As the implementation of the Minimum Cumulative Progress requirement looms, an Associated Students survey revealed that 41 percent of respondents remain unaware they may be obligated to take 15 units per quarter beginning this fall.
From a podium in the Arbor, the 2007-08 A.S. executive officers released the results of a survey regarding the MCP policy to a crowd of staff and students. The survey – which sought to discover students’ knowledge and understanding of the plan – appeared on this April’s A.S. Election ballot.
Last June, the university approved the MCP policy, which raised the minimum unit requirement from 12 units to 15 units.
However, the A.S. report showed that 41 percent of respondents had never heard of the MCP plan prior to the survey. Of those students familiar with the requirement, most claimed they could not meet the new requirement.
Additionally, the survey revealed that the heavier course load students have, the less likely they are to become involved in extracurricular activities.
The 2007-08 A.S. Executive Officers – President Stephanie Brower, Internal V.P. Matt Jackson, External V.P. of Local Affairs Lindsey Quock and External V.P. of Statewide Affairs Christine Byon – discussed several concerns with the policy, including the lack of student input in the approval process and the difficulty some may have in maintaining a heavier course load.
According to Quock, the MCP defeats the purpose of students taking Advanced Placement classes in high school.
“Because they are required to take 15 units, regardless of what requirements they have already fulfilled, students who took AP classes in high school for lighter course loads in college are going to have to take as many classes as those who haven’t taken any APs,” Quock said.
Additionally, while there is a waiver process for students seeking exemption from the MCP requirement, Brower said it is a complex and congested bureaucratic process.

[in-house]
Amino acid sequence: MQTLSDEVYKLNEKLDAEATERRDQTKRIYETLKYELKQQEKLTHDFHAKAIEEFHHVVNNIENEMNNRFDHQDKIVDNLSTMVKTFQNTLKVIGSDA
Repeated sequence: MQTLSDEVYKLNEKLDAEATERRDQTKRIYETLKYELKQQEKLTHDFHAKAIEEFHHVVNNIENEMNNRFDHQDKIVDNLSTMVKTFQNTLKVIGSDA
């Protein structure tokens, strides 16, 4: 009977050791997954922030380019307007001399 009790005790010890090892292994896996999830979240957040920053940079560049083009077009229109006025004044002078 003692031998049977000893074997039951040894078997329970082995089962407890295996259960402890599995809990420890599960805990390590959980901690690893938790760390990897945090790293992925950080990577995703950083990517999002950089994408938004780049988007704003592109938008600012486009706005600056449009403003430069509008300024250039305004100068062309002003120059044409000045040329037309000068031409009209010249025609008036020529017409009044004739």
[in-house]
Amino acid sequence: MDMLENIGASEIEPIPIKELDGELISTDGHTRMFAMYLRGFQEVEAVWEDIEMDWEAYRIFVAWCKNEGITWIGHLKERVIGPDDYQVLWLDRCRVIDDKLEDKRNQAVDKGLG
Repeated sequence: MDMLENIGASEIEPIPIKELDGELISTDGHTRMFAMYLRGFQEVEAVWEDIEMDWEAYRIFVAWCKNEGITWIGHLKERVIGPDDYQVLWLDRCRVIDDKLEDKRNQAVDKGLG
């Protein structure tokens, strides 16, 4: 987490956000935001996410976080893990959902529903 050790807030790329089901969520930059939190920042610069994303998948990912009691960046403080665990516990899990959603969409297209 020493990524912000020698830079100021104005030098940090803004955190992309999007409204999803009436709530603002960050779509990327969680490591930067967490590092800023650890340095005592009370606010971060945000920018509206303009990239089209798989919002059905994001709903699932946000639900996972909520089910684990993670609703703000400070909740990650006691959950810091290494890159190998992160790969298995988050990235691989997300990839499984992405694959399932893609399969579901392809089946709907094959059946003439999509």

“Students with 20 hours a week or more of either paid or unpaid work are eligible for a waiver,” Brower said. “Students have to first figure out that they can’t meet the MCP, how to fill out a waiver, apply for the waver online and get signatures from supervisors in every area they’re working. … Supervisors [then] have to figure out exactly how many hours students are going to work before the work period even begins. All this also needs to be done before students can register for classes.”
The policy, approved in June ’07 by UCSB’s Faculty Legislature, will require the Office of the Dean of Undergraduate Studies to review each student’s progress every second quarter.
The office will then advise undergraduates who fall below cumulative unit requirements to seek academic counseling during their first infractions, but may have students dismissed from campus if they frequently fail their progress checks.
The policy decision followed studies by the Faculty Legislature that claim UCSB students take the smallest average course load system-wide – thus depriving the university of an extra $10 million from the UC Office of the President.
UC regulations state that each campus receives funding from the University based upon a standard known as the full-time equivalent ratio. Under this standard, the UC allocates funds based upon the number of undergraduate units for full-time students over the amount of full-time students, with a ratio cap of 1.0. Full-time students are considered as individuals who average 15 units per quarter.
Meanwhile, the 2007-08 A.S. President J.P. Primeau said the student body must continue to challenge the academic measure and carefully channel the new source of funding.
“A.S. will continue the fight in the Academic Senate and increase representation [on the Senate] next year,” Primeau said. “We need to make sure that this doesn’t happen in the future without student representation. We also need to ensure that the money is spent on the most impacted areas.”